The latest pot-favoring move follows the decision by the Obama administration in August to not prosecute legal dealers who met eight requirements, including not selling to minors — even though marijuana was and still is illegal under federal law.
Under the Friday rules issued by Obama’s Treasury Department, “the administration went a step further by laying out a path for banks to bring marijuana commerce out of the shadows and into the mainstream financial system … a move that could further legitimize the burgeoning industry,” the Washington Post said.
Now, for the first time, “legal distributors will be able to secure loans and set up checking and saving accounts with major banks that have largely steered clear of those businesses,” the Post said, explaining that the “decision eliminates a key hurdle facing marijuana sellers, who can now legally conduct business in 20 states and the District (of Columbia).”
In what was described as separate guidance, the Obama Justice Department “directed U.S. attorneys not to go after banks that do business with legal marijuana dispensers as long as the dealers adhere to” the guidelines issued last August.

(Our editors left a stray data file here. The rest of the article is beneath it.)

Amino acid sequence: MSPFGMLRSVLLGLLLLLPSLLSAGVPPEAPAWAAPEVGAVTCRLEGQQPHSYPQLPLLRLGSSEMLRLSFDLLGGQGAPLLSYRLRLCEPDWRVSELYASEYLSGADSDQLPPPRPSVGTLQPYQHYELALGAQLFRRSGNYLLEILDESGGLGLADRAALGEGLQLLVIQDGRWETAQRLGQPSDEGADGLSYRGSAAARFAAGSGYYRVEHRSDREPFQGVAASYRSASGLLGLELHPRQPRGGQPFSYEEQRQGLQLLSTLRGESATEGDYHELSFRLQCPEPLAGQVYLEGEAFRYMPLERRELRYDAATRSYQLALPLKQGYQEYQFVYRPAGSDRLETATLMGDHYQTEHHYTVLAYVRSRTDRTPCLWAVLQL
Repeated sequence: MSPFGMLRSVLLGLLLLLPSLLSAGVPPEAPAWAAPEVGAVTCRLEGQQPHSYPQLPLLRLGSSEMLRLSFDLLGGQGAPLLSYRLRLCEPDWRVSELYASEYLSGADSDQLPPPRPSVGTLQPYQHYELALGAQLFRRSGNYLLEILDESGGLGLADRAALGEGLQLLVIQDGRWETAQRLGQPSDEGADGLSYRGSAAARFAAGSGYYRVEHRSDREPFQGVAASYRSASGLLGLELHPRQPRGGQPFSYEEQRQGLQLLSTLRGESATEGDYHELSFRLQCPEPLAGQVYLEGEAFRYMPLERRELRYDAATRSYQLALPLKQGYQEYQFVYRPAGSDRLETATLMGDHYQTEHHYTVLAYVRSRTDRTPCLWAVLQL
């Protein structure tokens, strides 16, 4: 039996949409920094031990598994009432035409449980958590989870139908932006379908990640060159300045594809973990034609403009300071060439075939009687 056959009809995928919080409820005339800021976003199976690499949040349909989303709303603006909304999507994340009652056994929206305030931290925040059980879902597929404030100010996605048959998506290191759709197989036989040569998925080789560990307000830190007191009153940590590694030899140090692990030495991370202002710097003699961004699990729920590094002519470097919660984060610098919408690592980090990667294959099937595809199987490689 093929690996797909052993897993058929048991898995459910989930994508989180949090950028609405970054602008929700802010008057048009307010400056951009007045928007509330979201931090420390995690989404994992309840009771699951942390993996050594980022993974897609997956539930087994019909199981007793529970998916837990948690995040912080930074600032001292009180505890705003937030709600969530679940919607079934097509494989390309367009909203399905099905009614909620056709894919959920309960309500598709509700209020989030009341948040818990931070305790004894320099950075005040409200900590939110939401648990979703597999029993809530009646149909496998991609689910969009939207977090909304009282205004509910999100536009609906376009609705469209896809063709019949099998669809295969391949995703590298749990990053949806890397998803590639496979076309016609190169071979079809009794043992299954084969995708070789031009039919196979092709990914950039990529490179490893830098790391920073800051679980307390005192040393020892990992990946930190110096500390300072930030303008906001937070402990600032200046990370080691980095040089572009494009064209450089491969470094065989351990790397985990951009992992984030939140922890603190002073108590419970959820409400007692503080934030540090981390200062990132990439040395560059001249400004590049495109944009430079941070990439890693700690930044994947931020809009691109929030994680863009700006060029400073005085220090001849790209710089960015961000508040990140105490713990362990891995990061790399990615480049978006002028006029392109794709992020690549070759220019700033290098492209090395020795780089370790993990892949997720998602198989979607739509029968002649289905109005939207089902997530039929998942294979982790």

But, the Post reported, federal officials said the latest decision was not “a change in the law itself. Marijuana was still illegal, as far as the federal government was concerned, in all 50 states. Instead, it was just a declaration that the Justice Department had bigger things to worry about.” Obviously, there’s no need to change laws when they can be nullified by this imperial president’s wave of his scepter.
There was a dissenting voice, for what it’s worth. Sen. Chuck Grassley (R-Iowa) said both marijuana trafficking and banking of pot sale proceeds violate federal law. “Only Congress can change these laws,” he said. “The administration can’t change the law with a memo.” Again, no need to change the law. Just don’t enforce it and issue a rule that nullifies it. The question is: Will Congress do anything about it?
Consistent with the “follow the money” principle, the Post said “Financial firms could be handsomely rewarded for banking legal marijuana business.” The legal pot industry in this country is expected to hit $2.34 billion in sales this year, according to ArcView Market Research, an investment group promoting marijuana.
Meanwhile, some leading epilepsy physicians warn that more studies are needed on medical marijuana, legalized in many states and proposed in Georgia and other states. The director of the epilepsy center at New York University and a colleague point out that evidence is lacking for both the efficacy and safety of marijuana. They say the issue is of special significance for children, “for whom there is good evidence that marijuana use can increase the risk of serious psychiatric disorders and long-term cognitive problems.” More on this later.